Magazine article The Spectator

London Recordings

Magazine article The Spectator

London Recordings

Article excerpt

LONDON RECORDINGS by David Sylvester Chatto, £22, pp. 202, ISBN 0701162678

A man who asked the right questions

David Sylvester's first ambition was to be a professional cricketer, and he possessed to the end that almost miraculous masculine capacity for total recall of notable prep-school innings ball by ball. Later he tried to be a painter, and then a jazz saxophonist. Later still, the cinema being another of his great passions, he worked with Stanley Kubrick on Lolita - but by this time he was well established as an art critic. He is perhaps most widely known for his invention of the term 'Kitchen Sink School' and for his interviews with Francis Bacon which became a source of inspiration for a whole generation of artists.

This posthumous collection of interviews made between 1962 and 2001, with three short essays, is largely devoted to artists, but also reflects its author's love and knowledge of cinema, music and sport. There are interviews with Leonide Massine whom Sylvester, as a boy, had seen dancing at Covent Garden; with Ken Adams whose film sets, particularly for Dr Strangelove and the Bond films, he thought should be regarded as serious art; with the composer Harrison Birtwistle, who describes the last years of their friendship as 'a sort of intellectual love-affair'; and with the former England cricket captain and professional psychoanalyst Michael Brearley. The last of these interviews, with Harrison Birtwistle, was made just a few days before David Sylvester's death, and it is strange and moving to see the mind and spirit still so determinedly in action, business as usual, when the body is about to bring down the curtain. It is also a testament to his passionate curiosity about the processes of art and to his equally passionate belief in the importance of his own work, that they should persist when a lesser man might have been distracted by the prospect of imminent extinction.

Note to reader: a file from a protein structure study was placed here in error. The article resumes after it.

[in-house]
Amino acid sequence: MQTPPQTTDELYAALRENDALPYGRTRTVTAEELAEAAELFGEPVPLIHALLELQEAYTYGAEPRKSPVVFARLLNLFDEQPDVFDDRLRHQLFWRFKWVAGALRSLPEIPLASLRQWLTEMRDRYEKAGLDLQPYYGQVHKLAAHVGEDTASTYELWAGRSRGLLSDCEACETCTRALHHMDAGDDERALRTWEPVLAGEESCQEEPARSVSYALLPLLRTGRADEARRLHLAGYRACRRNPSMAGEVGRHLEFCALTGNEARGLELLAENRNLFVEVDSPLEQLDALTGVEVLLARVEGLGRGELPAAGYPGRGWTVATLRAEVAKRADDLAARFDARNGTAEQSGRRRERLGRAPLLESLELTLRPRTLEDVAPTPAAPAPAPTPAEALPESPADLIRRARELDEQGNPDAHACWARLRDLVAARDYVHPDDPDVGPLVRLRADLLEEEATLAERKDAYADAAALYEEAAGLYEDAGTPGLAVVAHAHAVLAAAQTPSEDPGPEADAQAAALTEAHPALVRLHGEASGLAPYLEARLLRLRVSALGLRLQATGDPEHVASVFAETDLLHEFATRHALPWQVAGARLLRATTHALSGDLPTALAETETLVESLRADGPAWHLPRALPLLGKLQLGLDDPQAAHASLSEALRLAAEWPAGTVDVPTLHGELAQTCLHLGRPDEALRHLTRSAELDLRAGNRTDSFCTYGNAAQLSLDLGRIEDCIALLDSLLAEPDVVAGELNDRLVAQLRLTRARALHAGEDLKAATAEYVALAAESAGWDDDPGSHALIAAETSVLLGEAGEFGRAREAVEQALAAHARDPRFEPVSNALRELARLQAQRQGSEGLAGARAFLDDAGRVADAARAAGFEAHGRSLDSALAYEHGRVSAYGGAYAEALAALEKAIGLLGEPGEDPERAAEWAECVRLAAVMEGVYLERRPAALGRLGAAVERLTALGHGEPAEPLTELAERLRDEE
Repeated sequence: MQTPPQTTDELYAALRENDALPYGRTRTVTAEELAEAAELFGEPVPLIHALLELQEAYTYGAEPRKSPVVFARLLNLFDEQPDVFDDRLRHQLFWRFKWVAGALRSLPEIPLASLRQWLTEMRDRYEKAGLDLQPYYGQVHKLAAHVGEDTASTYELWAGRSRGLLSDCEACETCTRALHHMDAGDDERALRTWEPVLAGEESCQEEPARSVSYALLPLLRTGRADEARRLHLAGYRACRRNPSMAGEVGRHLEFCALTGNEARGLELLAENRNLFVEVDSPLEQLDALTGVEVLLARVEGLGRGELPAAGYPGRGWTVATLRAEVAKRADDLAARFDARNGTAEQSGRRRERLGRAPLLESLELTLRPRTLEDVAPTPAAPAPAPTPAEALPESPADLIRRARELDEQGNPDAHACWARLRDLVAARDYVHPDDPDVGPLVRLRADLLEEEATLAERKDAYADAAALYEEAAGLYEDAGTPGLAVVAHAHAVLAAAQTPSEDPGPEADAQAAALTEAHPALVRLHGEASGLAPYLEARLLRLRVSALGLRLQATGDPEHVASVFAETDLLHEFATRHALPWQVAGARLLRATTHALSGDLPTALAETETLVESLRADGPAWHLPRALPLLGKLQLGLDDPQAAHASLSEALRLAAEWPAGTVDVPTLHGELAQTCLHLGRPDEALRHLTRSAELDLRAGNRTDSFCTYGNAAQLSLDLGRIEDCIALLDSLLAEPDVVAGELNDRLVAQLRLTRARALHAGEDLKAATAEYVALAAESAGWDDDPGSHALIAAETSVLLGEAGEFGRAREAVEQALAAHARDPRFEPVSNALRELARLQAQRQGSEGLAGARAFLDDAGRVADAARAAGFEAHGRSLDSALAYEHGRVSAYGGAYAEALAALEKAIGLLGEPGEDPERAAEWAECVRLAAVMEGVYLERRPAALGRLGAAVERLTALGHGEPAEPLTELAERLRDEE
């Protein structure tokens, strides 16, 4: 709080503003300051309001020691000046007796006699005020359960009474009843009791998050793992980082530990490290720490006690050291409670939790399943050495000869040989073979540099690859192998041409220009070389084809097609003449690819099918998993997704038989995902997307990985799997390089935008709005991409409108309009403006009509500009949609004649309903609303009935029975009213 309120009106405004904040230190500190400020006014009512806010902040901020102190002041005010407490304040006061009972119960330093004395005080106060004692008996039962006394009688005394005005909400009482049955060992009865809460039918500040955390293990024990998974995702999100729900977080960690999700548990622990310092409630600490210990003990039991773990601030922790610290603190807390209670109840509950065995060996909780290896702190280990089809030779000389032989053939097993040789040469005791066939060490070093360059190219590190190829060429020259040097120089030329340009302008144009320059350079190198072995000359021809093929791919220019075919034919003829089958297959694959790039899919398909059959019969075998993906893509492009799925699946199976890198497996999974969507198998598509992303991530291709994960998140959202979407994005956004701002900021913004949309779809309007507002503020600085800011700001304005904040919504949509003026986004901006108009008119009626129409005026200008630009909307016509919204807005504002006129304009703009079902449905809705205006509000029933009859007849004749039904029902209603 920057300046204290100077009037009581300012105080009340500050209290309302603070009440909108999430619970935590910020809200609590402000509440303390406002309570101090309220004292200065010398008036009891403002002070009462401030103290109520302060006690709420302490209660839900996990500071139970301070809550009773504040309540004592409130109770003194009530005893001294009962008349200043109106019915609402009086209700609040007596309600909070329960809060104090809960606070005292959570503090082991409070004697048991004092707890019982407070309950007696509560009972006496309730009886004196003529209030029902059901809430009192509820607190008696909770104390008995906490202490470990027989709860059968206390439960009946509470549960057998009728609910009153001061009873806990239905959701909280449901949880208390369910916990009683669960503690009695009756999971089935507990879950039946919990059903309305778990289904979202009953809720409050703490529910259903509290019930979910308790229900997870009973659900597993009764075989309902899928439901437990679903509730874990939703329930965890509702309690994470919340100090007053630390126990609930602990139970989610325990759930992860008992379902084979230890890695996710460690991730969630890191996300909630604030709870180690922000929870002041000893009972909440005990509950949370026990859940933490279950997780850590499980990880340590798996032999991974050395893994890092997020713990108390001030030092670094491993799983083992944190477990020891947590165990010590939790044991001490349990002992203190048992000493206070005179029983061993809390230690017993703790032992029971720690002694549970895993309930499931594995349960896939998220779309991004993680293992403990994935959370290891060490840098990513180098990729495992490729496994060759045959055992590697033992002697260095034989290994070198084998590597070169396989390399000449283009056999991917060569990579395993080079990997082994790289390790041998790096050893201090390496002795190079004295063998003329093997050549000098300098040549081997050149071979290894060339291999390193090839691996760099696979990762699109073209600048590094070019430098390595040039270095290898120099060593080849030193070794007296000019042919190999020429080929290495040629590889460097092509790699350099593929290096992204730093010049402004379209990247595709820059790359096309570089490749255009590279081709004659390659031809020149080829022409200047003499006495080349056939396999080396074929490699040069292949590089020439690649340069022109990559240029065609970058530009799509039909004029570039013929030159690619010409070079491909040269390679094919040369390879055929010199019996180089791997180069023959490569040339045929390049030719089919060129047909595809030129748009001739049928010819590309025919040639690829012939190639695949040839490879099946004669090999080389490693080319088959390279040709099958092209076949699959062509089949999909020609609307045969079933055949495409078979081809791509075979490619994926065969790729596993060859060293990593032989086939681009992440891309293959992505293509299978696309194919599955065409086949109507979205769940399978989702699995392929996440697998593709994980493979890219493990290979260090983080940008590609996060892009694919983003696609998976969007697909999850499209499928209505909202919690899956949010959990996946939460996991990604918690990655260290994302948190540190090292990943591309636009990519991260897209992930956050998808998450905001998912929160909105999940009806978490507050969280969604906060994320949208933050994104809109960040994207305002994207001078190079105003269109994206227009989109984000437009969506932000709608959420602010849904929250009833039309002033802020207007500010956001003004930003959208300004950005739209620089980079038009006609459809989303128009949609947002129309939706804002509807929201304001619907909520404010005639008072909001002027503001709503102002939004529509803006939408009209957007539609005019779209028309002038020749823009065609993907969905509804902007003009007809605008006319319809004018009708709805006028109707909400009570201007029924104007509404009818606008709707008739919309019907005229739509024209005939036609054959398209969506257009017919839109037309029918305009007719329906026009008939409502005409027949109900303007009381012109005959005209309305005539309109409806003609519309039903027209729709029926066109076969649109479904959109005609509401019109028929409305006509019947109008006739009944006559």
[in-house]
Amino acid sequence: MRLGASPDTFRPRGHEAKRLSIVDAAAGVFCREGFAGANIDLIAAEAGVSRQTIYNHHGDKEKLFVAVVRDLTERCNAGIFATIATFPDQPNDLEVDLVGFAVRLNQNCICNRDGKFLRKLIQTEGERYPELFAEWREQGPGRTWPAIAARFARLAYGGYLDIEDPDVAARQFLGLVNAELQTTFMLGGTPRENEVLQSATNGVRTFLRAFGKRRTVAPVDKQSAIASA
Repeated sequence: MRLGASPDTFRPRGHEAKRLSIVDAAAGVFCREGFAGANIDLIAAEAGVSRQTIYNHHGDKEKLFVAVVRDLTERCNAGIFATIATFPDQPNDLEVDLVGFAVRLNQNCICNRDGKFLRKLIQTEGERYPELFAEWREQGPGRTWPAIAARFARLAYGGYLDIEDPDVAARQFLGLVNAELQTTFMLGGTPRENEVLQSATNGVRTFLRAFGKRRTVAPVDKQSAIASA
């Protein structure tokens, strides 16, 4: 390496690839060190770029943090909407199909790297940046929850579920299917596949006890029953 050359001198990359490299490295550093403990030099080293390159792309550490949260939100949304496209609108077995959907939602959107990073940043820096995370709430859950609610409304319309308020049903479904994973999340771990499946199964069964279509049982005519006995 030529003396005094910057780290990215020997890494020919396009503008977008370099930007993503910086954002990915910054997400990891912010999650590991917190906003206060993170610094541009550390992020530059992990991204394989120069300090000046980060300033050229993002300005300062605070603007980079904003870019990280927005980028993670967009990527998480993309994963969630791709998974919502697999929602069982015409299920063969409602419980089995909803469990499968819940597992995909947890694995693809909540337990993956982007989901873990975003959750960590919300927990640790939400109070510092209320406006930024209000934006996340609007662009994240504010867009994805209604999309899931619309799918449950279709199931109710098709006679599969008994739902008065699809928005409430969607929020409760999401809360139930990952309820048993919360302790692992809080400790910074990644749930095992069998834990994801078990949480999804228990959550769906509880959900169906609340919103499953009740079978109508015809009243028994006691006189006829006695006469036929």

The earlier interviews in London Recordings, especially the ones with Henry Moore (whose secretary he had been) and William Coldstream - rather a dull painter but a fascinating and delightful interviewee - are the best. This is perhaps partly because the contemporary artists, Gilbert and George, Rachel Whiteread, Douglas Gordon, are more practised at talking about their work than their predecessors (they can seem at times complacent, their very articulateness becoming a barrier), and possibly because Sylvester no longer has the energy to press them as inexorably as he might once have done. …

Search by... Author
Show... All Results Primary Sources Peer-reviewed

Oops!

An unknown error has occurred. Please click the button below to reload the page. If the problem persists, please try again in a little while.